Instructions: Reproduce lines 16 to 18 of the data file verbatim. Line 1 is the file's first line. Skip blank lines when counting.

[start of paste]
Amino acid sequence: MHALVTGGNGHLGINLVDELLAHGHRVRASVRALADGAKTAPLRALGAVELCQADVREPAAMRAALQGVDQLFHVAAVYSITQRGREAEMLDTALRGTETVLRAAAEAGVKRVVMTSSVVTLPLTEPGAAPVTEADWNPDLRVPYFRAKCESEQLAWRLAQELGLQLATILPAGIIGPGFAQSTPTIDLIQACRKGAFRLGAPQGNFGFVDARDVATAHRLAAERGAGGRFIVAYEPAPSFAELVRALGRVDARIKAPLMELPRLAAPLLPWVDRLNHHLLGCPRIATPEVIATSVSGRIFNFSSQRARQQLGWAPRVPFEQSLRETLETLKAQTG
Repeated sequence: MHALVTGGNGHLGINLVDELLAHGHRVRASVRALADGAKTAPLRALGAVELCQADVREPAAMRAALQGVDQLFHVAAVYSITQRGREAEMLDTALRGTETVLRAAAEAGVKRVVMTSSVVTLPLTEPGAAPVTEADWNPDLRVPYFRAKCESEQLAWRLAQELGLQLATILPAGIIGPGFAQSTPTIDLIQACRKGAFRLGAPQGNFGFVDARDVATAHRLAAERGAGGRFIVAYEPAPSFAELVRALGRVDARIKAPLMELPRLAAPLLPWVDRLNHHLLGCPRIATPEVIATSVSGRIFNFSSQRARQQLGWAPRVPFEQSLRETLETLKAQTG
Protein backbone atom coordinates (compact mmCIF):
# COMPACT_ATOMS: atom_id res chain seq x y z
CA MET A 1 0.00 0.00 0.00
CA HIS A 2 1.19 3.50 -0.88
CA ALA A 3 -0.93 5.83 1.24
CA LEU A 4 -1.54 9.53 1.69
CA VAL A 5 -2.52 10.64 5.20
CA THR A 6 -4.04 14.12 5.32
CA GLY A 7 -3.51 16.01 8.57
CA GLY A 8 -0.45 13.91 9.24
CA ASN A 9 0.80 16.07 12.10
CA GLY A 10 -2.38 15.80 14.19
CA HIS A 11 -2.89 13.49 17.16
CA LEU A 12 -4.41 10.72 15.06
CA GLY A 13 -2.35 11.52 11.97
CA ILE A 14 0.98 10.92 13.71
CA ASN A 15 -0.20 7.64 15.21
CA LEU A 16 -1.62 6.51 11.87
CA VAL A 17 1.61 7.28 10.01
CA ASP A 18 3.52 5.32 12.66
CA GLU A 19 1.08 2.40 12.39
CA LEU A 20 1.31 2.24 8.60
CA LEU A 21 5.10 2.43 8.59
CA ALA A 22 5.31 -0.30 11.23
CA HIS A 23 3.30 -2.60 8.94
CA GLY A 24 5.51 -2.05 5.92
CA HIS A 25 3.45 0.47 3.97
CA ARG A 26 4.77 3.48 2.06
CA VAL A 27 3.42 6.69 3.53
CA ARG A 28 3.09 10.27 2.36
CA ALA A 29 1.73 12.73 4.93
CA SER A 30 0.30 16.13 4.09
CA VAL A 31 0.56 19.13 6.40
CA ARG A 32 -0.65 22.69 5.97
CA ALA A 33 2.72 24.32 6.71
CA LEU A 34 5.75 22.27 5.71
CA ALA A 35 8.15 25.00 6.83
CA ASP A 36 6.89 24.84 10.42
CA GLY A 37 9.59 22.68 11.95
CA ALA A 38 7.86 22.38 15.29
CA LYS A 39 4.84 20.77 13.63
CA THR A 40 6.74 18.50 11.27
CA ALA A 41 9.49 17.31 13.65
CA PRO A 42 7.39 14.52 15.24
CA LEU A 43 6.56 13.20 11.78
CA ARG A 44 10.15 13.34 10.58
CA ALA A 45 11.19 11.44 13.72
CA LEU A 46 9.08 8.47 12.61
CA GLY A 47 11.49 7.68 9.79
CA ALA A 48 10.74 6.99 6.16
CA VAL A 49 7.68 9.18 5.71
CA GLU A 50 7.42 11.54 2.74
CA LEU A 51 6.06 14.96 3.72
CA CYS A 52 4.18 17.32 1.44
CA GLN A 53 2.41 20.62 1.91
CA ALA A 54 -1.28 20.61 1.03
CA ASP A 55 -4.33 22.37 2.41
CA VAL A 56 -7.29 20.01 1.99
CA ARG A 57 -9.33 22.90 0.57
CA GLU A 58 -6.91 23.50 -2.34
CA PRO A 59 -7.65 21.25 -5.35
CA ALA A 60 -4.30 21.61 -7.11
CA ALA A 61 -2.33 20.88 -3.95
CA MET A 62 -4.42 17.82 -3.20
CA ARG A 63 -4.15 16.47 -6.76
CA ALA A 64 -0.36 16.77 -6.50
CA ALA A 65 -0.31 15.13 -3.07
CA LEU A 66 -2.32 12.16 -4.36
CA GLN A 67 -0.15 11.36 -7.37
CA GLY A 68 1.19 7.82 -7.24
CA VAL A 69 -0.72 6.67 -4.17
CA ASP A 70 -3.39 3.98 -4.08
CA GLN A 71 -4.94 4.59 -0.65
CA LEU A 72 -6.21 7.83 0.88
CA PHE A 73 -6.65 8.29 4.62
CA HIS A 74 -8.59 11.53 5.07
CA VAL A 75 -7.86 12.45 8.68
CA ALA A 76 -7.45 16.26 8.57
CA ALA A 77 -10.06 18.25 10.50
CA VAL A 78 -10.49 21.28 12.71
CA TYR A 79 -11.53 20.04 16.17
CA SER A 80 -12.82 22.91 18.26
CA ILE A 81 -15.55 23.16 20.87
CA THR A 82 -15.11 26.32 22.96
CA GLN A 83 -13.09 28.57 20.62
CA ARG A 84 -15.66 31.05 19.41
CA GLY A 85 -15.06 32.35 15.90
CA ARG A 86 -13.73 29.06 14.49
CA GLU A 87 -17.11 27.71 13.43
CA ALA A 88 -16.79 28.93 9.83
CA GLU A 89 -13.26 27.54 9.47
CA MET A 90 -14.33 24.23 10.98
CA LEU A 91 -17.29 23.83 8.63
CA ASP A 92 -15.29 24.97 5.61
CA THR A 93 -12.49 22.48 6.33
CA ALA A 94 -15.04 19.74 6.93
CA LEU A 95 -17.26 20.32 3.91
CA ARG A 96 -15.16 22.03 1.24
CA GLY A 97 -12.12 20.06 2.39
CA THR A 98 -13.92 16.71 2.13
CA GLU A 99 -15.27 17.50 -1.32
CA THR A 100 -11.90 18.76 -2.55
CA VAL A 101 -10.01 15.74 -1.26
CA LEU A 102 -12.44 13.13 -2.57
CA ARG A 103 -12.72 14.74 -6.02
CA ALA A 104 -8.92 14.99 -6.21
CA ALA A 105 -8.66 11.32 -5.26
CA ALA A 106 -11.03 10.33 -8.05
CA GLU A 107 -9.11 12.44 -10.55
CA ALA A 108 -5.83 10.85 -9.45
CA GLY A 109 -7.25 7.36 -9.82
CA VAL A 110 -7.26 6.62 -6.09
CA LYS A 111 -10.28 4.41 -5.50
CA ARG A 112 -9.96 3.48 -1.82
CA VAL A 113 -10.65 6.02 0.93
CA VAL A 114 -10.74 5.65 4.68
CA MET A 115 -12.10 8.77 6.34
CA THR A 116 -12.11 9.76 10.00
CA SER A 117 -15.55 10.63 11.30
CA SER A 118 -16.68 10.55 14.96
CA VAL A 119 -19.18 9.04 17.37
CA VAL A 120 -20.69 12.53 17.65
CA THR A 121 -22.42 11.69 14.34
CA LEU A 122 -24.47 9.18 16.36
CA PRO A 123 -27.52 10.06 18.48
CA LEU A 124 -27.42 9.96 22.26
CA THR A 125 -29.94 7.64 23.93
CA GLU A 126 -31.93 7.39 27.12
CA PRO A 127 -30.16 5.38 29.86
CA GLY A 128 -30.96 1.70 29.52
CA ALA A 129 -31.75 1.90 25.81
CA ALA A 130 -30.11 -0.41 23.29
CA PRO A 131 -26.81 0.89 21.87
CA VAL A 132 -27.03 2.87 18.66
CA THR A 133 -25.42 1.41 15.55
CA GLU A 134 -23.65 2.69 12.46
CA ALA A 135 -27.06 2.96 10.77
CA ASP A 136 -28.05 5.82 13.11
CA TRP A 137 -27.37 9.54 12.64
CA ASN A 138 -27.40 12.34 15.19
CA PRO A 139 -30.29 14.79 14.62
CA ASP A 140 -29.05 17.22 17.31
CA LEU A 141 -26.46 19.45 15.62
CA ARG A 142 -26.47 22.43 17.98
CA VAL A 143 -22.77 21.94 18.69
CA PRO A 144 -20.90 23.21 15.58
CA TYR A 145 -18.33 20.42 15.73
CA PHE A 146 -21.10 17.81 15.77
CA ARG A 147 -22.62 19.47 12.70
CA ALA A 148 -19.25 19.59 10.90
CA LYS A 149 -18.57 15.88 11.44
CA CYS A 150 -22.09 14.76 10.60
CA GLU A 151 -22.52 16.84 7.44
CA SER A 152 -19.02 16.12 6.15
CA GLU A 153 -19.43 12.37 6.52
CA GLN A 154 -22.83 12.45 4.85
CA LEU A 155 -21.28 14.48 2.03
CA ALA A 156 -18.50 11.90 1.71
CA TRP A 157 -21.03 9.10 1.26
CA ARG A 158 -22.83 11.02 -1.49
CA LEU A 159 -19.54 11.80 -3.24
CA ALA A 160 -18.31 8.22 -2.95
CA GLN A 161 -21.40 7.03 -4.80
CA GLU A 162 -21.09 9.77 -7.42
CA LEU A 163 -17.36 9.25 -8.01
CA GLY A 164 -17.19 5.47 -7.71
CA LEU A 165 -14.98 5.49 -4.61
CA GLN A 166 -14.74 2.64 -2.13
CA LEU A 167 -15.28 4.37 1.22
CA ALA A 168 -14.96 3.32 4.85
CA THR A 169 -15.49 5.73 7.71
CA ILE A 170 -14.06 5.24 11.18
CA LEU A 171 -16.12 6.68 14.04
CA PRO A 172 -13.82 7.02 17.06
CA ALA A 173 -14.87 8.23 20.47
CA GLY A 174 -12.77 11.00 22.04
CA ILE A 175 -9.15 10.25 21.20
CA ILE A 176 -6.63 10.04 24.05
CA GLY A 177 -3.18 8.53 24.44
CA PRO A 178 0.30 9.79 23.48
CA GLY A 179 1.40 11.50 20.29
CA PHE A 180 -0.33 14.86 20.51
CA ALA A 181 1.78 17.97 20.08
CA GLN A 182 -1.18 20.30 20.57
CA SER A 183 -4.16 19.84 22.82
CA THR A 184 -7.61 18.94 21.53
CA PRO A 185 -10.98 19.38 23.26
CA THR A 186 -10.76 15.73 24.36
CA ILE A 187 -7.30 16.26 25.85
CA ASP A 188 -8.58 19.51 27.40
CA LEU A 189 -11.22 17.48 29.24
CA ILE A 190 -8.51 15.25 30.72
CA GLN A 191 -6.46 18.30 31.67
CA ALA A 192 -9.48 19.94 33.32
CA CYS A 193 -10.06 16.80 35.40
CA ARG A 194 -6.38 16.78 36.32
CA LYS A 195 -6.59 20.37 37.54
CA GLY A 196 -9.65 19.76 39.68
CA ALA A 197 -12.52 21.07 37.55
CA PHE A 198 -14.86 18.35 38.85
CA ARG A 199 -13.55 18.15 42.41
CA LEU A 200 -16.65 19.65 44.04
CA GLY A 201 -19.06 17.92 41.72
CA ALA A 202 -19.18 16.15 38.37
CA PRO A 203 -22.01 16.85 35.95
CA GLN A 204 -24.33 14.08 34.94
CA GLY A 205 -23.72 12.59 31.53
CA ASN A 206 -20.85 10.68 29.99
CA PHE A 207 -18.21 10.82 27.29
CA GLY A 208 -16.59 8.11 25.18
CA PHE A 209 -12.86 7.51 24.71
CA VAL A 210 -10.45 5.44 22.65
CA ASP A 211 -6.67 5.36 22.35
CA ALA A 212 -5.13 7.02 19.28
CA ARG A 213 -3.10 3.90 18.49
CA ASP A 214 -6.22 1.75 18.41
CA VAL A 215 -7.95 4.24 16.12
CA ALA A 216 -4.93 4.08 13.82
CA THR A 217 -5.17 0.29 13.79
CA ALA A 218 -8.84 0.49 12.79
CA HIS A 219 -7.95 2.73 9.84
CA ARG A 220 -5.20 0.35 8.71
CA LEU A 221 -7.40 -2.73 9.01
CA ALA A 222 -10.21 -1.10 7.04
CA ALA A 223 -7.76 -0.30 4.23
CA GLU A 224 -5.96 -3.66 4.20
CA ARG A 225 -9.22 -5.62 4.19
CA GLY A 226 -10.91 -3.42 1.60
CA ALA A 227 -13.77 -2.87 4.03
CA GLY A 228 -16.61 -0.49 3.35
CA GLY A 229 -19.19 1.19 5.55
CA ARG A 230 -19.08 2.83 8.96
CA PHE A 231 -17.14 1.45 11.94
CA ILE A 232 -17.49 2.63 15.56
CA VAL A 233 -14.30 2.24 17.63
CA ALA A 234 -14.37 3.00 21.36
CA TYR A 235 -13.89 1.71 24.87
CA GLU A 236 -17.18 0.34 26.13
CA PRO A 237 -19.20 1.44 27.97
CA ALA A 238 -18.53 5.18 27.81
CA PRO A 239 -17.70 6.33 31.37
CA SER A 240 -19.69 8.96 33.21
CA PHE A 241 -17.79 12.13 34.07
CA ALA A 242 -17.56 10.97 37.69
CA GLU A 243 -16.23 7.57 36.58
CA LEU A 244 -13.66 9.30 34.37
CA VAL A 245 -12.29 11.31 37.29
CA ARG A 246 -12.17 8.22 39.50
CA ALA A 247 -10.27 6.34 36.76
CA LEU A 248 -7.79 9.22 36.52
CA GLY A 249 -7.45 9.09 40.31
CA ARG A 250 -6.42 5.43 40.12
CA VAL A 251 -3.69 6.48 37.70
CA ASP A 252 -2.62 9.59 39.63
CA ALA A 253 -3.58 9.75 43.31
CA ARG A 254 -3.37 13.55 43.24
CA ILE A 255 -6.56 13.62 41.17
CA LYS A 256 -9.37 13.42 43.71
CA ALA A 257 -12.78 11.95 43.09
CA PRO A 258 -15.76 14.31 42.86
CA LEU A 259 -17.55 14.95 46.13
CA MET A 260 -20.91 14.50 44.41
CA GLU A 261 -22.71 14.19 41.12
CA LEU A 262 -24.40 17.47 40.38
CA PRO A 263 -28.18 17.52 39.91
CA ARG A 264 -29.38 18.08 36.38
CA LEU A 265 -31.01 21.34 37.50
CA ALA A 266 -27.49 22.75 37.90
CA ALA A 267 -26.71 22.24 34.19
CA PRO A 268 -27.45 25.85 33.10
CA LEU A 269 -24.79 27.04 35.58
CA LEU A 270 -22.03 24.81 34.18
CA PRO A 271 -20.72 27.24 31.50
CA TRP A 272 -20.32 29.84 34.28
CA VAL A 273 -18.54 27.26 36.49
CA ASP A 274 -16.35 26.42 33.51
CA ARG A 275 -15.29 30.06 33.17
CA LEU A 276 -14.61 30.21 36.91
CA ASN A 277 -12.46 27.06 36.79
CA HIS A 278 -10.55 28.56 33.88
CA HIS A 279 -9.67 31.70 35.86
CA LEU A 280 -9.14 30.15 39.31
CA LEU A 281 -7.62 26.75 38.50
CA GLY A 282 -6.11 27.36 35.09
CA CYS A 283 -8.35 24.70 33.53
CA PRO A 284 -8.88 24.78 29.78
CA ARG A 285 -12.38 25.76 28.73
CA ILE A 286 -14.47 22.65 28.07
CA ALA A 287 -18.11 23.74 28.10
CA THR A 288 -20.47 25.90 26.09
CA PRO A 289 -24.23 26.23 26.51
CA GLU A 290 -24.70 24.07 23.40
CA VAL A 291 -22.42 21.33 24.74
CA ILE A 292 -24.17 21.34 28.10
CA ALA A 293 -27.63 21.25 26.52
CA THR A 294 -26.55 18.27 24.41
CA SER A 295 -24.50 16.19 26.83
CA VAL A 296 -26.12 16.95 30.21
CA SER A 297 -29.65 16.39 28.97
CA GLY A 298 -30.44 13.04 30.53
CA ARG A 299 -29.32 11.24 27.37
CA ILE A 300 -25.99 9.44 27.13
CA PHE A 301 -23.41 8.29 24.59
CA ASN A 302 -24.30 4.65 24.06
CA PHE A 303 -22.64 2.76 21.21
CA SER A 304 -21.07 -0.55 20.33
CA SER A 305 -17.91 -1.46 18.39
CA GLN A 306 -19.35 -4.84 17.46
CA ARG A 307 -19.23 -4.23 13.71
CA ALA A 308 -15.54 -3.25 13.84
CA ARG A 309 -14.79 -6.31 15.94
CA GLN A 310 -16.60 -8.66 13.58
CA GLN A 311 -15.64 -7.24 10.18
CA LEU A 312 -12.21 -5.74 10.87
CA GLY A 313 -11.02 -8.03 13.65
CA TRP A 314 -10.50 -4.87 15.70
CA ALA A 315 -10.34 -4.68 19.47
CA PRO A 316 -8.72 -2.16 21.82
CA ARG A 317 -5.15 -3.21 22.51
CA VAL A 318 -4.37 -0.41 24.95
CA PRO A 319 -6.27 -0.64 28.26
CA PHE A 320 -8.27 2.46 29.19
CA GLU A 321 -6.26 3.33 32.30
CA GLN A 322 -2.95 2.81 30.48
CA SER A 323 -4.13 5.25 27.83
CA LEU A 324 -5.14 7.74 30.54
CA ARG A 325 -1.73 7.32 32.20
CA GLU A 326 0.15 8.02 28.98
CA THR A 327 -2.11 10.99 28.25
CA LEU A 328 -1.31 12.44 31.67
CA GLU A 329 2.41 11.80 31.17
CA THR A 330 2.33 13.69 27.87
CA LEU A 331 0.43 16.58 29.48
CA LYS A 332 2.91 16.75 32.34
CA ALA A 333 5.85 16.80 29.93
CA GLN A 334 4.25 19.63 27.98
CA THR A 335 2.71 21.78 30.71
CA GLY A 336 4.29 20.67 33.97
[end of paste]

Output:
CA LEU A 12 -4.41 10.72 15.06
CA GLY A 13 -2.35 11.52 11.97
CA ILE A 14 0.98 10.92 13.71